Natural Hair in the Workplace Is Often Looked Down Upon, but That Needs to Change — Now
"Hair should be out of the face. Neat. Polished. Put together."
These are the characteristics I read under the 'hair' section of the dress code at my first fashion luxury retail job. This was in 2011. I saw it again in 2013 when I entered the fashion corporate world, as well as when I entered the magazine industry in 2015, and again when I got my big break at a newspaper in 2018. Nowhere does it mention your hair needs to be straight, and yet it is often implied. I'm not alone, either: Black actors like Gabrielle Union have lost roles because their hair was not part of "the costume design," and Black females have had job offers rescinded or gotten sent home if they failed to adhere to unjust hair policies.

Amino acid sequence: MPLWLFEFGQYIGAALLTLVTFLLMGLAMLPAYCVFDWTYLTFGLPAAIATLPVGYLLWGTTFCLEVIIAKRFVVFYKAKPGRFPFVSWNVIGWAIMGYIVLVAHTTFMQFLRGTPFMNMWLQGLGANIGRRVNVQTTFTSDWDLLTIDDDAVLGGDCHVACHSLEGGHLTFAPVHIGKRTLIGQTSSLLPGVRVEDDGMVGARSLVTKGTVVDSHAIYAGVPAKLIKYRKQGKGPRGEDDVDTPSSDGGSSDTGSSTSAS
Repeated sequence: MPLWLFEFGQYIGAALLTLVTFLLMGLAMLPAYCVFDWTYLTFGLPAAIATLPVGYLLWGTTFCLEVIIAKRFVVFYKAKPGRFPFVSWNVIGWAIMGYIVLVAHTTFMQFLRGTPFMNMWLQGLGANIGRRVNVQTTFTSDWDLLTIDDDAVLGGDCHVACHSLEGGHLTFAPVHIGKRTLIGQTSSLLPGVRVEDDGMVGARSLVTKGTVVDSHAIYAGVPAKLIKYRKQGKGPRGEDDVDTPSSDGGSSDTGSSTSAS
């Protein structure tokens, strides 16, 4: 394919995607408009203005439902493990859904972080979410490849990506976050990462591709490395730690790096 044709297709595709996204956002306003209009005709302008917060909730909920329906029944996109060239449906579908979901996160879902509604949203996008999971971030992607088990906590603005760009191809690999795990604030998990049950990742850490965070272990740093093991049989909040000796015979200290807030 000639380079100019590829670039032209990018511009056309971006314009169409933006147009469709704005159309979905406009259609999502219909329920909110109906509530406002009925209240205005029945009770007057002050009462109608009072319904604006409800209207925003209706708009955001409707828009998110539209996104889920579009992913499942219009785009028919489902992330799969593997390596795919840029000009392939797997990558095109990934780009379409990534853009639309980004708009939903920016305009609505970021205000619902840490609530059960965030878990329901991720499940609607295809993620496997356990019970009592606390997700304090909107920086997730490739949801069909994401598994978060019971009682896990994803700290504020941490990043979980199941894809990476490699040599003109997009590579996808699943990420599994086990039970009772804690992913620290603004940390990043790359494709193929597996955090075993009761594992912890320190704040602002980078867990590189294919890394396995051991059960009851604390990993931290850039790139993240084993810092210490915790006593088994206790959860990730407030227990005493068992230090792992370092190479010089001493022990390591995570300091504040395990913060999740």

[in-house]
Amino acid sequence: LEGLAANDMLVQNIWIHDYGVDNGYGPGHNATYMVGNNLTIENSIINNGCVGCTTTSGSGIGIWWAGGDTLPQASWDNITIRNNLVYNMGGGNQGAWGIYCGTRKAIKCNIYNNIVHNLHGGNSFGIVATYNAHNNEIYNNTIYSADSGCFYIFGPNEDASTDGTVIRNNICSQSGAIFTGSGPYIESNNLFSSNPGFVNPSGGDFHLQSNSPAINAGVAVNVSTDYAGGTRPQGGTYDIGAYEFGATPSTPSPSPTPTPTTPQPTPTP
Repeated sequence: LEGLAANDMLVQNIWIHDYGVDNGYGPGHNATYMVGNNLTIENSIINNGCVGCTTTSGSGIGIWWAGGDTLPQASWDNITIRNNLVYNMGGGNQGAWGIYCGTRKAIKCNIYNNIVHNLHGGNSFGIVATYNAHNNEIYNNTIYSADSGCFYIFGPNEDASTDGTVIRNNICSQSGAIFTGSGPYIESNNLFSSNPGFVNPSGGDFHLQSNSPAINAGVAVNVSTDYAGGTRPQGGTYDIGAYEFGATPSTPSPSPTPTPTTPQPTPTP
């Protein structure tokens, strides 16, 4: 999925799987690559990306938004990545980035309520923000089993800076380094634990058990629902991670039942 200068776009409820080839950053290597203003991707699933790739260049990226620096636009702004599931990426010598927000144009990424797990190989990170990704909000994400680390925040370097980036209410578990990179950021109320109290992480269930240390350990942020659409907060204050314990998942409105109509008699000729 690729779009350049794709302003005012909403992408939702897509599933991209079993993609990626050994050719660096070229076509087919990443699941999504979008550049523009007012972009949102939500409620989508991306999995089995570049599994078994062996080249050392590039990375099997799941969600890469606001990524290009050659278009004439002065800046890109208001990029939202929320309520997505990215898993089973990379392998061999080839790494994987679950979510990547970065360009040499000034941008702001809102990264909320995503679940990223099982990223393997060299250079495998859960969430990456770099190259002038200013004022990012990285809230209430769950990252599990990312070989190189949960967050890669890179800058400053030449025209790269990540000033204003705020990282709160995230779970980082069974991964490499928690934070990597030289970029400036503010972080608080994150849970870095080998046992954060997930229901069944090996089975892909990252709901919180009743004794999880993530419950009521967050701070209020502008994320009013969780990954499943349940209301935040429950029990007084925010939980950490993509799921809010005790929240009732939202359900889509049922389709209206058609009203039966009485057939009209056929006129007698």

There are some protections to combat the discrimination Black women face in the workplace, like the CROWN (Create a Respectful and Open World for Natural Hair) Act. CROWN prevents enforcement of "grooming policies that claim to be race neutral, but in reality have a disproportionate negative impact on people of color." The law is a way to grant freedom to Black employees to wear their hair in natural curls, braids, dreadlocks, twists, afros, and any style they desire. In January of this year, California was the first state to pass this law and six states have followed in its footsteps.
I'm glad there is legislation in place, but there is much more work to be done. The corporate world must learn to normalize Black hair within its company culture. I wanted to learn more on how Black women view their own hair in the workplace, so I reached out to actress Olivia Battle and senior product marketing manager Amanda Stewart for tips on how to knock down societal pressures to redefine what professionalism actually looks like.